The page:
Are you interested in expanding your horizons? Have you ever wanted to learn another language? It can be hard to wade through the myriad language-learning websites, programs, and apps available online, to decide which option is best for you. Luckily, the library can help! We’ve rounded up a few of the best resources, available for free or through the library, that will get you on the path to language fluency (or at least, familiarity!) in no time.
Learn a New Language
First, check out the library database Mango Languages. All you need is your library card number and PIN to create a login for this comprehensive, easy-to-use site with 70+ languages offered, as well as movies and specialty courses such as “Carnival of Venice” in Italian, “Feng Shui” in Chinese, or “Oktoberfest” in German. And speaking of foreign languages, if you think you don’t have the time to learn a new language, try the Pomodoro Technique. A proven productivity hack, the Pomodoro Technique simply breaks down your work into timed intervals (“Pomodoros”) spaced out by short breaks, helping you to stay focused on your task. The timer used by the developer of this method is shaped like a tomato (“pomodoro” means “tomato” in Italian), but any timer works. You can even use an app on your phone or tablet. See, you’re already learning!
Another important aspect of language learning is practicing every day, as the homepage of the free program Duolingo points out. The free app that you can install on your phone or tablet reminds every day to practice and lowers acquired skill levels he longer you ignore it so you lose "fluency" with every day you don't practice your chosen language. Although it can feel odd to be chided by an app for ignoring it, it's remarkably effective. It also has a fun design that is especially useful for short blocks of time like a bus ride or a wait in a doctor's office. Instead of just sitting around, you can check off your daily language practice with some quick vocabulary review, anywhere you find yourself.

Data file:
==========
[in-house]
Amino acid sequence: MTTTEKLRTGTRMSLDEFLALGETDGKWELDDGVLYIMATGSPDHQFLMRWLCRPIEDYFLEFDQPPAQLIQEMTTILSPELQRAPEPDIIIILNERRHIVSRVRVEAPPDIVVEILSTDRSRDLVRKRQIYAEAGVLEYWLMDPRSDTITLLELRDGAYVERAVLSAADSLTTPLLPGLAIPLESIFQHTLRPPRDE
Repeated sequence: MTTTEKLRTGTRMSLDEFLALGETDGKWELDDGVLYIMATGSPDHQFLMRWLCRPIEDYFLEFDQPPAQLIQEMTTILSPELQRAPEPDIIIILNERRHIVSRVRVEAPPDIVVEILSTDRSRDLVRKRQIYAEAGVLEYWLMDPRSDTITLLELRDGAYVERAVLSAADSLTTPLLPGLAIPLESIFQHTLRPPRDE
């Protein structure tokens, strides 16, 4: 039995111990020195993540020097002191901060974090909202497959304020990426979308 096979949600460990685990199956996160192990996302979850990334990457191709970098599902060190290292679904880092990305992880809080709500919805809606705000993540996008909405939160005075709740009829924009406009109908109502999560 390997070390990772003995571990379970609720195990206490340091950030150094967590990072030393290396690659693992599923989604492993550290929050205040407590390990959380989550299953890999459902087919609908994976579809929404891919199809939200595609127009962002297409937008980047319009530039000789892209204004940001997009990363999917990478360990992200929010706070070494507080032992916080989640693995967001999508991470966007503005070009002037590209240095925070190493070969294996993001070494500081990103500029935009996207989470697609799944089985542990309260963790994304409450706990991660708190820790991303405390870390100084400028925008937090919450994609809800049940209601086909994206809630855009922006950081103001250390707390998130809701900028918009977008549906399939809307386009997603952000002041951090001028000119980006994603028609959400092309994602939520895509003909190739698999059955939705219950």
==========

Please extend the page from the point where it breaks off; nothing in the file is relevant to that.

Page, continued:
For the more video-inclined, don’t forget about YouTube - there are thousands of free online videos created by native language speakers that present short conversations and vocabulary tips or delve more deeply into grammatical points. Find a few and subscribe, then see which ones work for you.
Travel the World
Finally, before you head off to your glamorous foreign vacation, make sure you learn a bit about the country you’re visiting. The library has tons of travel guidebooks, and if we don’t have what you’re looking for, request it! Or maybe you just want some basic info. In that case, check out our country guides database Global Road Warrior for accurate facts and in-depth articles about almost any country in the world, including cultural courtesies, human rights reports, national cuisine (with recipes!), embassy locations, and much more. Even if you don’t have your plane ticket yet, this database is a great source for inspiration and exploration. Just like the library!